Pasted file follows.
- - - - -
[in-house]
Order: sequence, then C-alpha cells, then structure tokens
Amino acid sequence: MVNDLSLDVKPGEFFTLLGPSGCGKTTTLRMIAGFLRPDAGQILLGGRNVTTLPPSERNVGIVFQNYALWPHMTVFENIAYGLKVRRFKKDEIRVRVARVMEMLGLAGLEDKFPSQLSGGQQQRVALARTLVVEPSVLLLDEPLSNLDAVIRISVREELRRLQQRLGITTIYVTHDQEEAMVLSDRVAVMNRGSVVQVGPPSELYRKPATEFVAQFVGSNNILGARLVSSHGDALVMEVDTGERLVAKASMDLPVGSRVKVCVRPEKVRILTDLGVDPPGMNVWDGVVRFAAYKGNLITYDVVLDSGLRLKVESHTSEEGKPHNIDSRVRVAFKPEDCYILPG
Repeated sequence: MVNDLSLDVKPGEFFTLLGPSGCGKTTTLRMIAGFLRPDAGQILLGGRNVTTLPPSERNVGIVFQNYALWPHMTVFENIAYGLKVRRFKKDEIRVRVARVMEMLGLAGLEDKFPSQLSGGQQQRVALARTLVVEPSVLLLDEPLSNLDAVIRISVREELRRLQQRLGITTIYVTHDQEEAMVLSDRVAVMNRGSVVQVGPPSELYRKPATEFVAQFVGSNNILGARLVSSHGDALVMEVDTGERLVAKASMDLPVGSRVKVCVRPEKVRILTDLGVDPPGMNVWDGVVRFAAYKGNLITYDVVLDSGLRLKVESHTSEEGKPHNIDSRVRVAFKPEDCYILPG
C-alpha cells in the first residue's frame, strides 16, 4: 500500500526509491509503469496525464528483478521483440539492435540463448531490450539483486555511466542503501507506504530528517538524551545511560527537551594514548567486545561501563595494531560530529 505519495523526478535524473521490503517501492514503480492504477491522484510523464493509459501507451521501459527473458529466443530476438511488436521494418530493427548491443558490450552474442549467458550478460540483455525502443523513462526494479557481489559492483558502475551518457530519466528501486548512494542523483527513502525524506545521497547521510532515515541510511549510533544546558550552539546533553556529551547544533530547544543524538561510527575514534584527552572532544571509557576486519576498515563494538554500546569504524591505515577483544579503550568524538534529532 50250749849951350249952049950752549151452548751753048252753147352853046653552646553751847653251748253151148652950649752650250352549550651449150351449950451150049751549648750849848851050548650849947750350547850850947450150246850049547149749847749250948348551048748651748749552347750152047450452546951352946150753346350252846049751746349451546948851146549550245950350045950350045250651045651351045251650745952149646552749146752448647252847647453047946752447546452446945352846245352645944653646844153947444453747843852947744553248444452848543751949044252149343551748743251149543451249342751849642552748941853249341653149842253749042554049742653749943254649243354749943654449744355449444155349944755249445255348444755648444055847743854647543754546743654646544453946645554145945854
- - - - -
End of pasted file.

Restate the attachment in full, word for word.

[in-house]
Order: sequence, then C-alpha cells, then structure tokens
Amino acid sequence: MVNDLSLDVKPGEFFTLLGPSGCGKTTTLRMIAGFLRPDAGQILLGGRNVTTLPPSERNVGIVFQNYALWPHMTVFENIAYGLKVRRFKKDEIRVRVARVMEMLGLAGLEDKFPSQLSGGQQQRVALARTLVVEPSVLLLDEPLSNLDAVIRISVREELRRLQQRLGITTIYVTHDQEEAMVLSDRVAVMNRGSVVQVGPPSELYRKPATEFVAQFVGSNNILGARLVSSHGDALVMEVDTGERLVAKASMDLPVGSRVKVCVRPEKVRILTDLGVDPPGMNVWDGVVRFAAYKGNLITYDVVLDSGLRLKVESHTSEEGKPHNIDSRVRVAFKPEDCYILPG
Repeated sequence: MVNDLSLDVKPGEFFTLLGPSGCGKTTTLRMIAGFLRPDAGQILLGGRNVTTLPPSERNVGIVFQNYALWPHMTVFENIAYGLKVRRFKKDEIRVRVARVMEMLGLAGLEDKFPSQLSGGQQQRVALARTLVVEPSVLLLDEPLSNLDAVIRISVREELRRLQQRLGITTIYVTHDQEEAMVLSDRVAVMNRGSVVQVGPPSELYRKPATEFVAQFVGSNNILGARLVSSHGDALVMEVDTGERLVAKASMDLPVGSRVKVCVRPEKVRILTDLGVDPPGMNVWDGVVRFAAYKGNLITYDVVLDSGLRLKVESHTSEEGKPHNIDSRVRVAFKPEDCYILPG
C-alpha cells in the first residue's frame, strides 16, 4: 500500500526509491509503469496525464528483478521483440539492435540463448531490450539483486555511466542503501507506504530528517538524551545511560527537551594514548567486545561501563595494531560530529 505519495523526478535524473521490503517501492514503480492504477491522484510523464493509459501507451521501459527473458529466443530476438511488436521494418530493427548491443558490450552474442549467458550478460540483455525502443523513462526494479557481489559492483558502475551518457530519466528501486548512494542523483527513502525524506545521497547521510532515515541510511549510533544546558550552539546533553556529551547544533530547544543524538561510527575514534584527552572532544571509557576486519576498515563494538554500546569504524591505515577483544579503550568524538534529532 50250749849951350249952049950752549151452548751753048252753147352853046653552646553751847653251748253151148652950649752650250352549550651449150351449950451150049751549648750849848851050548650849947750350547850850947450150246850049547149749847749250948348551048748651748749552347750152047450452546951352946150753346350252846049751746349451546948851146549550245950350045950350045250651045651351045251650745952149646552749146752448647252847647453047946752447546452446945352846245352645944653646844153947444453747843852947744553248444452848543751949044252149343551748743251149543451249342751849642552748941853249341653149842253749042554049742653749943254649243354749943654449744355449444155349944755249445255348444755648444055847743854647543754546743654646544453946645554145945854